Breakdowns � Losses that are a result of a functional loss (mechanical, chemical, or electrical) or function reduction (e.g., one spindle not operating on a multi-spindle drill) on a piece of equipment requiring maintenance intervention.
Setup and Adjustment � Losses that are a result of setup procedures such as retooling, changeover, die/mold change, etc. Adjustments include the amount of time production is stopped to adjust process or machinery to avoid defect and yield losses, requiring operator or jobsetter intervention.
Idling and Minor Stoppage � Losses that are a result of minor interruptions in the process flow, such as a process part jammed in a chute or a limit switch sticking, etc., requiring only operator or jobsetter intervention. Idling is a result of process flow blockage (downstream of the focus operation) or starvation (upstream of the focus operation). Idling can only be resolved by looking at the entire line/system.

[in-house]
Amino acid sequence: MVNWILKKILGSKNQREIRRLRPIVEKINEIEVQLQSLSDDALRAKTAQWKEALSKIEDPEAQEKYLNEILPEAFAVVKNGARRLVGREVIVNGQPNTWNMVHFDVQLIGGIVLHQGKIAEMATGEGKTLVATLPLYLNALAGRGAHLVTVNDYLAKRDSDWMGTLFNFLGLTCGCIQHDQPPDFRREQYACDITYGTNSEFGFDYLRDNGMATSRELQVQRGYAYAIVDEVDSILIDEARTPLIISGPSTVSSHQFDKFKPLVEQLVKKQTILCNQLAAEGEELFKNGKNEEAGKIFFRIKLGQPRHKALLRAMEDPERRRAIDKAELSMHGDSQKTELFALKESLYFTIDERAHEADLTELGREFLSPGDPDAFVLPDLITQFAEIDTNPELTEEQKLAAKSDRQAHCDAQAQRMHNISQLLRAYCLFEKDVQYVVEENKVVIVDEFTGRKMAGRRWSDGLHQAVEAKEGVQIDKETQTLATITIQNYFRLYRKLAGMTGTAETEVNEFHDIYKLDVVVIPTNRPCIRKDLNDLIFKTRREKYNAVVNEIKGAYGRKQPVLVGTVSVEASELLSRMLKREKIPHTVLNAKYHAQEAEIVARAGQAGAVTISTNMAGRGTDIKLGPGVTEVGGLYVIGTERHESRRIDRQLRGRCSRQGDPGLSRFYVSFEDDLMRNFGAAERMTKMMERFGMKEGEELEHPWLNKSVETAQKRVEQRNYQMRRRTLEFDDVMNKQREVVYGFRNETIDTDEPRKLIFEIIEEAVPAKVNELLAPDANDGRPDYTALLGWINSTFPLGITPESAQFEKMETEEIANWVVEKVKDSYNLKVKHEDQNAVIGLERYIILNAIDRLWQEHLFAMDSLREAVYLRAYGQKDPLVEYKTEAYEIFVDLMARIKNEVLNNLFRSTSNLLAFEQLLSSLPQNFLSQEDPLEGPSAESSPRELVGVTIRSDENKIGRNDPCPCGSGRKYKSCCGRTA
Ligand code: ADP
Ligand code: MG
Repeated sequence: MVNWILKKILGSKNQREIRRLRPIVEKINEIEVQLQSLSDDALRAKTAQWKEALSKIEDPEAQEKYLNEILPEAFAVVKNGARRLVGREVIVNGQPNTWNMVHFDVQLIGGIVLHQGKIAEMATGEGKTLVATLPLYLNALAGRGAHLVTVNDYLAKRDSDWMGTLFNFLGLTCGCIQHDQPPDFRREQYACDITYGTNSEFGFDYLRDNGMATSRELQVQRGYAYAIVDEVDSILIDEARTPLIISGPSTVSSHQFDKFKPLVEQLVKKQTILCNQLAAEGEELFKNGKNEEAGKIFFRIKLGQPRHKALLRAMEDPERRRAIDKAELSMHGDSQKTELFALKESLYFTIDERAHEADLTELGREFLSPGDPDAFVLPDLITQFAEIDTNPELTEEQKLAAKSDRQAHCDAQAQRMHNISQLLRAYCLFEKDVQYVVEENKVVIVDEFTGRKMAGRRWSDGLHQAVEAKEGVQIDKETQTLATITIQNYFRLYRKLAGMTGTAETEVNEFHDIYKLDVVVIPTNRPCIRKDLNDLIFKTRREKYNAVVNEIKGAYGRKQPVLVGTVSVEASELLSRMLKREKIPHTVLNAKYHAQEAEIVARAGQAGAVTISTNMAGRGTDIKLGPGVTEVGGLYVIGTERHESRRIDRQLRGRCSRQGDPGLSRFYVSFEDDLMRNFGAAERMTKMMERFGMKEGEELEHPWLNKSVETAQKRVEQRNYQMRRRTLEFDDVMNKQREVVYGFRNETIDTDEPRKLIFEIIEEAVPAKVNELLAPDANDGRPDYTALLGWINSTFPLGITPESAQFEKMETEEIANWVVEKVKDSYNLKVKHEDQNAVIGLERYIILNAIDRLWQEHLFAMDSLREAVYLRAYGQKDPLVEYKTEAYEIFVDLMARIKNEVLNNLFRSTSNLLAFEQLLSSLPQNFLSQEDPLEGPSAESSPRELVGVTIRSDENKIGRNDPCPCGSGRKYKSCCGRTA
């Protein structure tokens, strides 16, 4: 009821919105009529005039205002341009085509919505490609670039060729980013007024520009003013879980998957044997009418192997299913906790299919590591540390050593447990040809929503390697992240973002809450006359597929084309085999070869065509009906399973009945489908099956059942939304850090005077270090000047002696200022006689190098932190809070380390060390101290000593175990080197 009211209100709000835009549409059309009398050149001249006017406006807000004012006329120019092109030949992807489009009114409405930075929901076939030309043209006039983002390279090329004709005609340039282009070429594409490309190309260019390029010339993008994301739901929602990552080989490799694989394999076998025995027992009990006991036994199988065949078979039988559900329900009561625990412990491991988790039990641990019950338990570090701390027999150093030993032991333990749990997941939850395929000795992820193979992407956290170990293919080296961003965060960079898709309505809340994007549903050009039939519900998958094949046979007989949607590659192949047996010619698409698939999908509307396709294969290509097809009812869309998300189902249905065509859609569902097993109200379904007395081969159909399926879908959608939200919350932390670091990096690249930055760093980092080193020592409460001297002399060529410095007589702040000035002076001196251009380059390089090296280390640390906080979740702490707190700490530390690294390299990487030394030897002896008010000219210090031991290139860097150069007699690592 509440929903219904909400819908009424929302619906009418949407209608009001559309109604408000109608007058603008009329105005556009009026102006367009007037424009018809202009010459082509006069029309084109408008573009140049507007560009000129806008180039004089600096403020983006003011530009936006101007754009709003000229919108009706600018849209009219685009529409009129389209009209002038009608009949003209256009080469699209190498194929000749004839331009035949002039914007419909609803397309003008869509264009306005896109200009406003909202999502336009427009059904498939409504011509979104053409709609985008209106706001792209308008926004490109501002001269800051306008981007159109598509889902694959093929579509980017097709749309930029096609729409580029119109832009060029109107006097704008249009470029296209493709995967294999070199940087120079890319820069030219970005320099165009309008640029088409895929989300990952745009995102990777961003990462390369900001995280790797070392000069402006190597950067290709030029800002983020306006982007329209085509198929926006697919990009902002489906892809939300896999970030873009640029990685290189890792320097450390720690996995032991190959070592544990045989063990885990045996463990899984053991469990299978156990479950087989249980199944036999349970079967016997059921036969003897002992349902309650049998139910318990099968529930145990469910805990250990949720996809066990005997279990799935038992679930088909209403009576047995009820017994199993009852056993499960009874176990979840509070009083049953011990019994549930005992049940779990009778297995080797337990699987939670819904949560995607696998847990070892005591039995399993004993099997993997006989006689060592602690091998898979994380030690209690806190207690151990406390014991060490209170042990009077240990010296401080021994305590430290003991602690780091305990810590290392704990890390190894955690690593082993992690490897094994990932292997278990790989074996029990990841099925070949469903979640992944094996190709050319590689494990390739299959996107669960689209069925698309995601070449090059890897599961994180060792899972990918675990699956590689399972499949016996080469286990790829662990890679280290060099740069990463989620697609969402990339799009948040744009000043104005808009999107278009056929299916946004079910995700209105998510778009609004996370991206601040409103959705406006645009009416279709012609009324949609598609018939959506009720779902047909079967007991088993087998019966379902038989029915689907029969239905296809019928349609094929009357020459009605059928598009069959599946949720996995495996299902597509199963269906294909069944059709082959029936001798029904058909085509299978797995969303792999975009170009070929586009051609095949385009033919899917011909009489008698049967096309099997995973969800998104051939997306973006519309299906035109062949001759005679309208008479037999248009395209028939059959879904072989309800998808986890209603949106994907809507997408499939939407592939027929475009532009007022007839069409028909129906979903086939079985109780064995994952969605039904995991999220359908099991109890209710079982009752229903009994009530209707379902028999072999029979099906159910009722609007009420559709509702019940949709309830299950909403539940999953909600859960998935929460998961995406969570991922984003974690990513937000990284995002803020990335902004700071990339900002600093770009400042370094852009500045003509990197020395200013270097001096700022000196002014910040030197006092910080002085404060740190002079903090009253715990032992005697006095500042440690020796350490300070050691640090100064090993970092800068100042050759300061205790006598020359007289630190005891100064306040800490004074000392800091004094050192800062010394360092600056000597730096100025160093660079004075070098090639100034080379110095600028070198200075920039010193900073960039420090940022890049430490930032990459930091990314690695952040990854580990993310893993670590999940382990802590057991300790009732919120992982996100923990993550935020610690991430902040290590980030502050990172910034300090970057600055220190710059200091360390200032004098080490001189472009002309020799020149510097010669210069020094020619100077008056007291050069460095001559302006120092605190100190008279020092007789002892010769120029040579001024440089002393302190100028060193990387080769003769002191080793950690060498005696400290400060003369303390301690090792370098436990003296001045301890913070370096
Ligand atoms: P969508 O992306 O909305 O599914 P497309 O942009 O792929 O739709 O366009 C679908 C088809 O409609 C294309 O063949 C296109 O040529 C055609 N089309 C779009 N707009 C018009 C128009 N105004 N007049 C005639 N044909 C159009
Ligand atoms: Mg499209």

Reduced Cycle � Losses that are a result of differences between the ideal cycle time of a piece of machinery and its actual cycle time. Ideal cycle time is determined by: a) Original design speed; b) Optimal conditions: and c) Highest cycle time achieved on similar machin-ery.
Start-up Losses � Losses that occur during the early stages of production after extended shutdowns (weekends, holidays, or between shifts), resulting in decreased yield or increased scrap and rejects. (This may also include non-value activities required prior to production, such as bringing process to temperature.)
Defective Parts � Losses that are a result of process part quality defects resulting in rework, repair, and/or non-useable parts.
Tooling � Losses that are a result of tooling failures/breakage or deterioration/wear (e.g., cutting tools, fixtures, welding tips, punches, etc.).